While classical computers store and process information as "bits" that can have one of two logic states – "0" or "1" – quantum computers will work on the principle that a quantum particle (such as an electron or atomic nucleus) can be in two states at the same time – “spin up” or “spin down”. The two spin states represent a logical “1” or a “0”, so N such particles – or quantum bits (qubits) – could be combined or “entangled” to represent 2N values simultaneously. This would lead to the parallel processing of information on a massive scale not possible with conventional computers.

In practice, it is difficult to make even the simplest quantum computer because the fragile nature of these quantum states means that they are easily destroyed and are difficult to control. For a qubit to work, it should be well isolated from its environment to preserve its quantum properties, and prevent “decoherence”, and at the same time be robust enough so that its state can be read out and manipulated. The intrinsic magnetic moment of an atomic core, or nuclear spin, is a good qubit candidate because it fulfills all of these criteria.

"Double decker" magnet

The magnetic moment of a nuclear spin is 10 billion times smaller than the moment of one bit of a modern hard drive, explains team leader Wolfgang Wernsdorfer of the Institut Néel in Grenoble. To detect such a tiny signal we have developed a very sensitive magnetic field sensor – the single-molecule magnetic spin-transistor (see figure).

“The heart of this device is a terbium ‘double decker’ single-molecule magnet that both amplifies and detects terbium’s nuclear spin. To amplify the nuclear spin signal, we exploit the so-called hyperfine interaction between the terbium’s nuclear and electronic spin,” he told nanotechweb.org. “By mapping the nuclear spin state onto the electronic spin state, we can amplify the signal by over 1000 times.”

The researchers are then able to read out the nuclear spin-dependent magnetic moment of the terbium via the tunnel current through the molecule, since terbium’s electronic spin strongly interacts with the tunnelling electrons via a phenomenon called exchange coupling.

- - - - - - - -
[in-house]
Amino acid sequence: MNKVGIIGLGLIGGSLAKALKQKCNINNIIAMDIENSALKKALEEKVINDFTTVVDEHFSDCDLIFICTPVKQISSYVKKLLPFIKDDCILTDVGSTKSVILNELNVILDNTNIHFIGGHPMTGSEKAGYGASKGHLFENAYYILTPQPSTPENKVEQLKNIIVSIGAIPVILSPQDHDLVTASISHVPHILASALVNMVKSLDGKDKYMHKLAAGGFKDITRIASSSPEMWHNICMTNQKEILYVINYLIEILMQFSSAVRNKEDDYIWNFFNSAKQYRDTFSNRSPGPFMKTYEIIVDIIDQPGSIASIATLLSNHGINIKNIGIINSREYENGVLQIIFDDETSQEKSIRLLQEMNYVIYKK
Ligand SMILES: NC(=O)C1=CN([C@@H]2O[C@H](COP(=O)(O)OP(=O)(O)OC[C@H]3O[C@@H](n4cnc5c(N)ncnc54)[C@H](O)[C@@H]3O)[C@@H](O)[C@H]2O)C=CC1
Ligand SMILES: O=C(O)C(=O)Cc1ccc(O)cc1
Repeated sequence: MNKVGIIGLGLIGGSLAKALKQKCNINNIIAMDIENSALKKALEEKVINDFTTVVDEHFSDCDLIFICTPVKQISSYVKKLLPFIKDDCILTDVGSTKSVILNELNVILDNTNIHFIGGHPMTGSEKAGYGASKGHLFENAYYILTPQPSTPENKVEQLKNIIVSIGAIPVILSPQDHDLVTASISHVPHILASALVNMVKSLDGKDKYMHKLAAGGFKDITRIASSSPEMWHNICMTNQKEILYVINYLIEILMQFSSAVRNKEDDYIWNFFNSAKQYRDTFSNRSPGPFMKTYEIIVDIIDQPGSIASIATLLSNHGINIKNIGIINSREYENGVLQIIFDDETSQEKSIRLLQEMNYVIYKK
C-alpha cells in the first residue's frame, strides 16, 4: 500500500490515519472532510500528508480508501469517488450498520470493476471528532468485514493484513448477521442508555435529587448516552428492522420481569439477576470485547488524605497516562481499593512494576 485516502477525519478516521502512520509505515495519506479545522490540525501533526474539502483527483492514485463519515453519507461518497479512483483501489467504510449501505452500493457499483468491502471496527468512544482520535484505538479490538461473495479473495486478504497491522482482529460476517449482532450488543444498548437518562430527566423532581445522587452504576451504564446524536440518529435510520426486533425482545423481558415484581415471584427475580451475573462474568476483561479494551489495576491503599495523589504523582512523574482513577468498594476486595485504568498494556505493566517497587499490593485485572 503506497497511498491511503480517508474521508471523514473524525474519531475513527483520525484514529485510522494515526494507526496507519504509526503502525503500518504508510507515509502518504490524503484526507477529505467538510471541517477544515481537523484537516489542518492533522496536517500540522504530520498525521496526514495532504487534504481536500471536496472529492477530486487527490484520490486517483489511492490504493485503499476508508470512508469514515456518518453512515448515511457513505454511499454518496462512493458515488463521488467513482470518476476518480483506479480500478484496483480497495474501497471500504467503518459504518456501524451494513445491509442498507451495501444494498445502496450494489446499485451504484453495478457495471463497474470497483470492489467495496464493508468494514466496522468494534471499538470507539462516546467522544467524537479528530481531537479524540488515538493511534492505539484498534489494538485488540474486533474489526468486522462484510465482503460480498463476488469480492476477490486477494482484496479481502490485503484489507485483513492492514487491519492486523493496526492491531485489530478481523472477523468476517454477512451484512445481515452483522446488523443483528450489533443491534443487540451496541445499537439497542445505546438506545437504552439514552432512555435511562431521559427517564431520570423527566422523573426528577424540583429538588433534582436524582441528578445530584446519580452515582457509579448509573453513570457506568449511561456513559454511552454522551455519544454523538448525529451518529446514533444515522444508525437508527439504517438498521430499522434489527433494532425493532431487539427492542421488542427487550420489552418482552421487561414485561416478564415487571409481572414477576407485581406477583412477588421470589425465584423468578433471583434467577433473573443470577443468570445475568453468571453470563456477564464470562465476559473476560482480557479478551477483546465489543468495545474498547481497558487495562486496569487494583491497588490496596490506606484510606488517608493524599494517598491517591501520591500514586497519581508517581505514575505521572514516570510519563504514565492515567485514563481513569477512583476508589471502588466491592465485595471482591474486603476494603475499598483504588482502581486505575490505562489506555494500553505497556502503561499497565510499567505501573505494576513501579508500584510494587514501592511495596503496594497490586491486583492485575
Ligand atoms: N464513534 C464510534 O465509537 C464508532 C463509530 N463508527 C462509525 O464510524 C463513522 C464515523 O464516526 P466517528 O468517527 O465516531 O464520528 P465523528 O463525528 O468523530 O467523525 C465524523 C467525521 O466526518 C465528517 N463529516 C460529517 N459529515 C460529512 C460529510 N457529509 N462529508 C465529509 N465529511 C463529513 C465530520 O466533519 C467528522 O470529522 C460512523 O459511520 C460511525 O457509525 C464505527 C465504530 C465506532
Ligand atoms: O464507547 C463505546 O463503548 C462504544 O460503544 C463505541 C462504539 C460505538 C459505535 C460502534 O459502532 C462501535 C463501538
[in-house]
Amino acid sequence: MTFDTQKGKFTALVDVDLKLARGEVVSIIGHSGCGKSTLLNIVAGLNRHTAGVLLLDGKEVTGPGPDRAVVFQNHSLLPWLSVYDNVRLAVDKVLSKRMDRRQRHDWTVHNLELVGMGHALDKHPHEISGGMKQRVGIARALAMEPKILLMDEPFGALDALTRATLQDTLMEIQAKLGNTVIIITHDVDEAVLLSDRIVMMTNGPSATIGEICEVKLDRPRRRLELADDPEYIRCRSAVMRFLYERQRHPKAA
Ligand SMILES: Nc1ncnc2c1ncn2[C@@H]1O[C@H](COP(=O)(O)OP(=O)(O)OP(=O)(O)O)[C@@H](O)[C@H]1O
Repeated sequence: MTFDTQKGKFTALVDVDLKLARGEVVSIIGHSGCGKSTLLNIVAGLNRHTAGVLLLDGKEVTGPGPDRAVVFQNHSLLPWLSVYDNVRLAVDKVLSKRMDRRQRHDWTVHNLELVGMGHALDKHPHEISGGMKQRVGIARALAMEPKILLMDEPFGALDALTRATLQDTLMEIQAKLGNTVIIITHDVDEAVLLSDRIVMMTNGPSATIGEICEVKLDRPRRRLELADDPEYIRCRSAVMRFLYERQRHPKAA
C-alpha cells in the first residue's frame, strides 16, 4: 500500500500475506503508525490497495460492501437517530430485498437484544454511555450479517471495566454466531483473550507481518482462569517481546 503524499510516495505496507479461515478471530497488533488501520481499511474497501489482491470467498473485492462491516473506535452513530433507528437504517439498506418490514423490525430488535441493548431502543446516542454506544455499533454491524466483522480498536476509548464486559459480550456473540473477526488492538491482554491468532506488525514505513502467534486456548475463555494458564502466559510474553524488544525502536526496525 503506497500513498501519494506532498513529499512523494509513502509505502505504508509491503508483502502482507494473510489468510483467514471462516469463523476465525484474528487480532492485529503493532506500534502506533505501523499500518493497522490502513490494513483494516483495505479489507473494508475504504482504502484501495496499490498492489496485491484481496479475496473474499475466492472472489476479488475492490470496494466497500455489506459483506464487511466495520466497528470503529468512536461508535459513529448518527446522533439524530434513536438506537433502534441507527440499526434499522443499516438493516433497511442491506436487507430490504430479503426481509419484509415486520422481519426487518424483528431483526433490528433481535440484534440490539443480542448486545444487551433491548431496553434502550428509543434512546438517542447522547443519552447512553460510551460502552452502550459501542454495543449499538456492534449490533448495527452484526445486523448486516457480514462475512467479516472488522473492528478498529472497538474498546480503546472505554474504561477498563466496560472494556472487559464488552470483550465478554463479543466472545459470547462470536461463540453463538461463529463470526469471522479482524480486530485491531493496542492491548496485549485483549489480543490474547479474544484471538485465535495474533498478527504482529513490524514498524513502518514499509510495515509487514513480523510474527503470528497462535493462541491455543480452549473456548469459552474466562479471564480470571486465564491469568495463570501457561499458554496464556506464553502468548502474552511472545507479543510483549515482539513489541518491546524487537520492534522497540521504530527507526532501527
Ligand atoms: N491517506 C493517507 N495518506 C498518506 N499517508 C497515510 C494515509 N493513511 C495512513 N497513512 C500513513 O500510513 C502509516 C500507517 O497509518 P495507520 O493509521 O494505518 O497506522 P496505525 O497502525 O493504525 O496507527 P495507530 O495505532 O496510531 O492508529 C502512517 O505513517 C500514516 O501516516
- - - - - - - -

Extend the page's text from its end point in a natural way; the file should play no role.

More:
The Stark effect and manipulating the nuclear spin state

The team, which includes scientists from the Université de Grenoble, the Institut Universitaire de France in Paris, the Institute of Nanotechnology at the Karlsruhe Institute of Technology and the Institut de Physique et de Chimie des Materiaux in Strasbourg, says that it can manipulate terbium’s nuclear spin using just an oscillating electric field. “That we are able to do this at all is remarkable in itself, since the magnetic moment of the nuclear spin is, by its very nature, insensitive to external electric fields,” says team member Stefan Thiele in Grenoble.

The experiments work thanks to the "Stark effect", he explains. An applied electric field modifies the electronic wave functions of the terbium. These modifications, in turn, change the hyperfine interactions and these altered interactions are seen as a change of the effective magnetic field at the nucleus. “An oscillating electric field is thus transformed into an oscillating effective magnetic field, and if the frequency of this oscillation resonates with the nuclear spin level spacing, we are able to manipulate the nuclear spin state.”

And that is not all: since the hyperfine Stark effect also exists in other nuclear spin qubits, like those in bismuth or phosphorus impurities in silicon, the researchers reckon that the result should apply to these systems too. “Our technique could thus be a very general way to electrically manipulate nuclear spin-based devices,” said Thiele.

The team says that it would now like to entangle two different single-nuclear spins by using a macromolecule composed of a couple of terbium single molecule magnets. “Doing this would be proof that scaling nuclear spin qubits from the bottom up is indeed possible,” added Thiele.

Full details of the work are detailed in Science DOI: 10.1126/science.1249802.